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What Is the Speed Rating on Tires and Why Does It Matter?

What Is the Speed Rating on Tires and Why Does It Matter?

Tires of today have many different ways to help keep us safe on the road and part of their design including speed ratings. What is a speed rating on tires?

Glad you asked, simply put, a tire speed rating is the maximum speed a tire can go that can safely carry a load (which is calculated as the vehicle’s weight on its own plus any additional cargo) for a sustained amount of time in the best conditions.

These ratings are important because they prevent tire blowout.

No, that’s not a large sale on tires, but your tires literally exploding. Obviously, that’s not something anyone wants to deal with while driving down the highway at high speed.

What Is the Speed Rating on My Tires?

To find out what speed rating your tires have you first need to look at your tires themselves. A tire’s speed rating is always moulded on the sidewall of the tire. It will include either a letter or two or a letter and a number. Typically, you can find this letter right beside the load index number.

Tire speed ratings follow this kind of weird system (below) where later in the alphabet generally means higher speed, but some letters don’t really fit. The higher the speed rating of a tire the hotter the tire can also safely get.

The “H” is notably out of place because it was part of the original tire speed rating system before it was updated and for whatever reason wasn’t reclassified as another letter and still holds the same speed rating as it did in the original system.

A1 5 E 70 S 180
A2 10 F 80 T 190
A3 15 G 90 H 210
A4 20 J 100 V 240
A5 25 K 110 W 270
A6 30 L 120 Y 300
A7 35 M 130 Z 240+
A8 40 N 140
B 50 P 150
C 60 Q 160
D 65 R 170

Off-roading truck tires with the correct speed rating

What Speed Rating Should I Be Looking For?

When it comes to choosing a tire based on its speed rating there are a couple of things to look out for.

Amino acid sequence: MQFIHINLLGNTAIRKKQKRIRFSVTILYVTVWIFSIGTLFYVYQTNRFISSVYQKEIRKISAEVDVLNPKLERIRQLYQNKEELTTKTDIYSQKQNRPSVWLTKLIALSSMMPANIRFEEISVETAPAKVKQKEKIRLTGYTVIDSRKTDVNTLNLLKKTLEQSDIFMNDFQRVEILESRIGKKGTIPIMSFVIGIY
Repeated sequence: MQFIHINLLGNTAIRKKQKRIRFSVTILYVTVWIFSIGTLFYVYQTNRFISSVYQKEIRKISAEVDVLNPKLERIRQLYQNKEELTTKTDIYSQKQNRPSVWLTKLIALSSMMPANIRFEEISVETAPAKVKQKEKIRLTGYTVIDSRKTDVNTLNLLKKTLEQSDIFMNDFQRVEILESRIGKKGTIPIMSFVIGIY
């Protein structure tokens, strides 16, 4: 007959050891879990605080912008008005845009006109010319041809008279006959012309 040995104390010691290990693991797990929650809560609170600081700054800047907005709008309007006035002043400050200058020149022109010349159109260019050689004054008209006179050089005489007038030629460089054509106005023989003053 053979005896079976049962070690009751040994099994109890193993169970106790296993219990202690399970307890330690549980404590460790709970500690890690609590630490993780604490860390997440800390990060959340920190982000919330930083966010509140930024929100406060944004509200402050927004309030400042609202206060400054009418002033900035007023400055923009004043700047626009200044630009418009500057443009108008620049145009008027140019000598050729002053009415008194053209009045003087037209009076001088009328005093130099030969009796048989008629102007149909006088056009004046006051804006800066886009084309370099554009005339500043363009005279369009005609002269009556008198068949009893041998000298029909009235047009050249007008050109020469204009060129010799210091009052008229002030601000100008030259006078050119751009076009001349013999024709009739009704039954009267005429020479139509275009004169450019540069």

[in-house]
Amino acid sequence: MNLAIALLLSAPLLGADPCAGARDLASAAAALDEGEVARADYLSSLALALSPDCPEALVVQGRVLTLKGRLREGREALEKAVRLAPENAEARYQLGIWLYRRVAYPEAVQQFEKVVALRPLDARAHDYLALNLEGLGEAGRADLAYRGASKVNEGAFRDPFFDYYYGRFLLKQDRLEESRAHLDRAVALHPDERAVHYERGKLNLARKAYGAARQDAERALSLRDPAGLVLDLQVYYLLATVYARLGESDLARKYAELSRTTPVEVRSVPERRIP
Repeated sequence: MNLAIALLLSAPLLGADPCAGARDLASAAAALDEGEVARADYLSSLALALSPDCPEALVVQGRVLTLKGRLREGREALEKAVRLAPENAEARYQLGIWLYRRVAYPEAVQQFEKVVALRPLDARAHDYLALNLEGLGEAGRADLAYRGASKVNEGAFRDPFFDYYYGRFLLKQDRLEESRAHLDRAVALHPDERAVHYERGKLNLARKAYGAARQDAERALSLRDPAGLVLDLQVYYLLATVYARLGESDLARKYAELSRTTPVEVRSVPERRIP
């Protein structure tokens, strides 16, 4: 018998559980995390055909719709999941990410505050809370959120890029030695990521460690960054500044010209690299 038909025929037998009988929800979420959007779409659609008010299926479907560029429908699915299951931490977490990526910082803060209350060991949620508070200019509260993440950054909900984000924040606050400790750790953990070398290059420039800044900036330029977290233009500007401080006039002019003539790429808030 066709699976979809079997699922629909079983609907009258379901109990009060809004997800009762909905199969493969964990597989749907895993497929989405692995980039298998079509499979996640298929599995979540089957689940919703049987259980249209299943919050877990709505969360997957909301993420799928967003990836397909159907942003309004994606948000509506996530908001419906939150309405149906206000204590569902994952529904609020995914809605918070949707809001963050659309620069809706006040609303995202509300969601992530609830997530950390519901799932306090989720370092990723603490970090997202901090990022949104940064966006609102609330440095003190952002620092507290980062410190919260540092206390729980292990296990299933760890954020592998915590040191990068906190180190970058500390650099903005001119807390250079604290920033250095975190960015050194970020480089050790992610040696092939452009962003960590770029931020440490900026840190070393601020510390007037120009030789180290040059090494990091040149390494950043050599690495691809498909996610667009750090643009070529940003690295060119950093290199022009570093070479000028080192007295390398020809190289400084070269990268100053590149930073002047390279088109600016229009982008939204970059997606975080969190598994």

The most common ratings are S and T (sedans, minivans, light trucks); H (some passenger cars, sports cars, coupes, some light trucks); N, P, Q and R (light trucks); and V, W and Y (high-performance cars). Most winter tires have Q, S or T speed ratings.

For commuters and daily driving S or T rated tires will be perfectly fine. Remember, a tire’s speed rating is considered “ideal conditions” in most cases your actual safe top speed will be less than that of your speed rating.

You should also never mix and match tires with different speed ratings. This is because this can affect your traction, especially in wet conditions.

Does Speed Rating Matter for Better Handling?

Although tires with the highest possible speed rating might seem like the best choice there are advantages and disadvantages to take into account.

Tires with a higher speed rating will often have better cornering, stopping power and more responsive steering. However, they have softer rubber compounds and are made to be stiffer. This translates into a less comfortable or smooth ride and worse performance in cold weather. Tires with a higher speed rating will also have a shorter tread life, especially when consistently driven at low speeds.

Overall, tire speed ratings are a great way to keep you safe and more easily find and choose the tire that’s perfect for your driving needs.



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